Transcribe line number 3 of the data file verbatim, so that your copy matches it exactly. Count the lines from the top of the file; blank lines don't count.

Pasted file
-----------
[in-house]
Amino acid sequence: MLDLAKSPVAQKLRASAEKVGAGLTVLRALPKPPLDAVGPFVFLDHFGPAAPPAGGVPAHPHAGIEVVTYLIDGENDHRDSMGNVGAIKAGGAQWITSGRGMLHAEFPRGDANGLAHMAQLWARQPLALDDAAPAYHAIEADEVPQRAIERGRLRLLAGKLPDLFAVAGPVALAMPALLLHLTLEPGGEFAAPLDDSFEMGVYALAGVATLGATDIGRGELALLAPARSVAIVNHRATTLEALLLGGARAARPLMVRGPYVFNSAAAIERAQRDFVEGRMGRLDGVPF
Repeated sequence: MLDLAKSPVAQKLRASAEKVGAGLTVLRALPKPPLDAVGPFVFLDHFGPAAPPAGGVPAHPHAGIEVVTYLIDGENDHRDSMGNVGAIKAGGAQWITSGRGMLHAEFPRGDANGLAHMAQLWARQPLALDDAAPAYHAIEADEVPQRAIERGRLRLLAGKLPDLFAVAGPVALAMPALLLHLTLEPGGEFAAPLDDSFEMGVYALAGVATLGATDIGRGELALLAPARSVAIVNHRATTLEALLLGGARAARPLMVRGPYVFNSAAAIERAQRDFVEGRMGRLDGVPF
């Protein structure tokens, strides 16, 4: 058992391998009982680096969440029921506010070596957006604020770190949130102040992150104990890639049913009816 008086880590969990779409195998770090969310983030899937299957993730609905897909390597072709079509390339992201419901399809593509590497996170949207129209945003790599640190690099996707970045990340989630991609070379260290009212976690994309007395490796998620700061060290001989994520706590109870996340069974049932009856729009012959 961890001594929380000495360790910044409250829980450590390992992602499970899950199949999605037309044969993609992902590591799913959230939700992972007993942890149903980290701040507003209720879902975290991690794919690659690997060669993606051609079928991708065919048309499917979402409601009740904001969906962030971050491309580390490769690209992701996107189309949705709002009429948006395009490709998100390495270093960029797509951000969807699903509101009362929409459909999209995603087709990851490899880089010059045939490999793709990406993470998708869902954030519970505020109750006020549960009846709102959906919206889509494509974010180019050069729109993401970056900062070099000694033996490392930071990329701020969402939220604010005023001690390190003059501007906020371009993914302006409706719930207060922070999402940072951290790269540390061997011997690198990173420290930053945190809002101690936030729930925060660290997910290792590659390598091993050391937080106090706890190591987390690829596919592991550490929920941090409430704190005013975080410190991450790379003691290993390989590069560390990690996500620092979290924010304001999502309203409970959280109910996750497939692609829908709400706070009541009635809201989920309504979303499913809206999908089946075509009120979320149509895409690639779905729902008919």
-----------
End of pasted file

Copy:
Repeated sequence: MLDLAKSPVAQKLRASAEKVGAGLTVLRALPKPPLDAVGPFVFLDHFGPAAPPAGGVPAHPHAGIEVVTYLIDGENDHRDSMGNVGAIKAGGAQWITSGRGMLHAEFPRGDANGLAHMAQLWARQPLALDDAAPAYHAIEADEVPQRAIERGRLRLLAGKLPDLFAVAGPVALAMPALLLHLTLEPGGEFAAPLDDSFEMGVYALAGVATLGATDIGRGELALLAPARSVAIVNHRATTLEALLLGGARAARPLMVRGPYVFNSAAAIERAQRDFVEGRMGRLDGVPF